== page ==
This is also shown in Judaism’s focus on process, the journey through time, rather than on results, which are momentary. The Omer, the days between Pesach and Shavuot are counted not as an end in and of themselves but showing us the importance of the process of spiritual growth. Each day only has meaning in relation to the days that came before it and those that follow.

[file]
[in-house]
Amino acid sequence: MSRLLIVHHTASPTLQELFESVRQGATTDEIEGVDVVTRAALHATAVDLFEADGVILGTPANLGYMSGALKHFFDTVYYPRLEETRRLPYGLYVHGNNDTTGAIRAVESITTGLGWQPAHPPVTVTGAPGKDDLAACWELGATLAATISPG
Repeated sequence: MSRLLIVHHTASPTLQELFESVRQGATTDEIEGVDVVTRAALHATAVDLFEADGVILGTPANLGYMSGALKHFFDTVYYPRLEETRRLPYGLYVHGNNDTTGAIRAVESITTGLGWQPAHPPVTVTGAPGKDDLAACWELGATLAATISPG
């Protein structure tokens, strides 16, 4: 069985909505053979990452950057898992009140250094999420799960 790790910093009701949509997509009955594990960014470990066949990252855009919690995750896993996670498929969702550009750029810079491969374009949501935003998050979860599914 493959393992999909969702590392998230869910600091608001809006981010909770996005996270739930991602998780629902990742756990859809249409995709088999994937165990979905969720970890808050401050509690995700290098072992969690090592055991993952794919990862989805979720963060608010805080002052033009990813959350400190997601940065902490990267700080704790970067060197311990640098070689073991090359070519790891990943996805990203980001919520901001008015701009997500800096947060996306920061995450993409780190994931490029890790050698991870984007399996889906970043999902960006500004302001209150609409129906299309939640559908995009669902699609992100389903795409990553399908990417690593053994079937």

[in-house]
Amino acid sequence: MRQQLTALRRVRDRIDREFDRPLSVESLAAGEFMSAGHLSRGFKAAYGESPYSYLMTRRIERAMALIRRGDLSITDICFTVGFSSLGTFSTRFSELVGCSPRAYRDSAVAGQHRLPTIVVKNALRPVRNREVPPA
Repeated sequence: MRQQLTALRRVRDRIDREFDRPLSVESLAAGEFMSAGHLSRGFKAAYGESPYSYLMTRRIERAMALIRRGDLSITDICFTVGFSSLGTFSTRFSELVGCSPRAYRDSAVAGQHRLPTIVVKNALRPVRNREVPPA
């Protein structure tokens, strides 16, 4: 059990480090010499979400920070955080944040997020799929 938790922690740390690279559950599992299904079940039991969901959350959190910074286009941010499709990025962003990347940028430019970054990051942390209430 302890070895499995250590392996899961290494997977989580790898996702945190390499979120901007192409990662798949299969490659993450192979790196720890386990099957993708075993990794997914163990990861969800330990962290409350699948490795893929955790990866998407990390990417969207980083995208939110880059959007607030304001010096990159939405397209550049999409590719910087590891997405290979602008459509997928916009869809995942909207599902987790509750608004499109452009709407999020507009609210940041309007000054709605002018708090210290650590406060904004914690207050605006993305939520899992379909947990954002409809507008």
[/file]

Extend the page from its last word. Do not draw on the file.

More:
All of this is encapsulated in a single word in this week’s Torah reading. The Kohen Gadol (High Priest) casts lots over two identical goats. One is offered as a sacrifice to G-d, its blood sprinkled opposite the Holy of Holies, while the other symbolically bears all of the sins of the Jewish nation and is lead out into the desert where it is sent over the edge of a cliff and dies. The Torah states “Aaron shall press both his hands on the live goat’s head, and he shall confess on it all the Israelite's sins, rebellious acts and inadvertent misdeeds. When he has thus placed them on the goat’s head he shall send it to the desert with an Ish Iti.” (Vayikra 16; 20-21). Ish Iti is translated (based on Rashi’s commentary) as “a specially prepared man”, but means literally “a man of the moment”. The sending of the goat comes to remind us of the concept of forgiveness and the importance of time. It is taken away by a man who is related in the text to a single moment in time. If we were to look only at the moment, we would have no possibility of repentance or pleading for repentance. We would be as the goat, thrown of the cliff to certain death. Only because of the future are we able to turn to G-d and ask Him to give us one more chance.